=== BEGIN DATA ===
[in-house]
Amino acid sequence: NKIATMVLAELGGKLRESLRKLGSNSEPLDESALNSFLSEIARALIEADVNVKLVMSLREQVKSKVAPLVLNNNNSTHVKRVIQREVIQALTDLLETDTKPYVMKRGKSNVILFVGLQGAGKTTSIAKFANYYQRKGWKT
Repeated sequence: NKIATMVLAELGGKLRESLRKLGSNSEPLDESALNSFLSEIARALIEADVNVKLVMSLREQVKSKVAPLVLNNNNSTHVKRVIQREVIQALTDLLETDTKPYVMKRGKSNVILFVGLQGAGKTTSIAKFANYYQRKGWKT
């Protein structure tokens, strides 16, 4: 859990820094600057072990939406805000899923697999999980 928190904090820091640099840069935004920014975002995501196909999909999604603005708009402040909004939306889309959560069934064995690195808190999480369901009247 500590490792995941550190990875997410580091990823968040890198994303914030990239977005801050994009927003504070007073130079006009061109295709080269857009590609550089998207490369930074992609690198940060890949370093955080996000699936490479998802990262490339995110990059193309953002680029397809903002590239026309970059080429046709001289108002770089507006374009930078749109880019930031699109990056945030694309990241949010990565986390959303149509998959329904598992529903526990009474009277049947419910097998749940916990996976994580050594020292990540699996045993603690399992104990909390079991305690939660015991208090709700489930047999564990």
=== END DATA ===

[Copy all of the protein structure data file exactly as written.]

[in-house]
Amino acid sequence: NKIATMVLAELGGKLRESLRKLGSNSEPLDESALNSFLSEIARALIEADVNVKLVMSLREQVKSKVAPLVLNNNNSTHVKRVIQREVIQALTDLLETDTKPYVMKRGKSNVILFVGLQGAGKTTSIAKFANYYQRKGWKT
Repeated sequence: NKIATMVLAELGGKLRESLRKLGSNSEPLDESALNSFLSEIARALIEADVNVKLVMSLREQVKSKVAPLVLNNNNSTHVKRVIQREVIQALTDLLETDTKPYVMKRGKSNVILFVGLQGAGKTTSIAKFANYYQRKGWKT
């Protein structure tokens, strides 16, 4: 859990820094600057072990939406805000899923697999999980 928190904090820091640099840069935004920014975002995501196909999909999604603005708009402040909004939306889309959560069934064995690195808190999480369901009247 500590490792995941550190990875997410580091990823968040890198994303914030990239977005801050994009927003504070007073130079006009061109295709080269857009590609550089998207490369930074992609690198940060890949370093955080996000699936490479998802990262490339995110990059193309953002680029397809903002590239026309970059080429046709001289108002770089507006374009930078749109880019930031699109990056945030694309990241949010990565986390959303149509998959329904598992529903526990009474009277049947419910097998749940916990996976994580050594020292990540699996045993603690399992104990909390079991305690939660015991208090709700489930047999564990």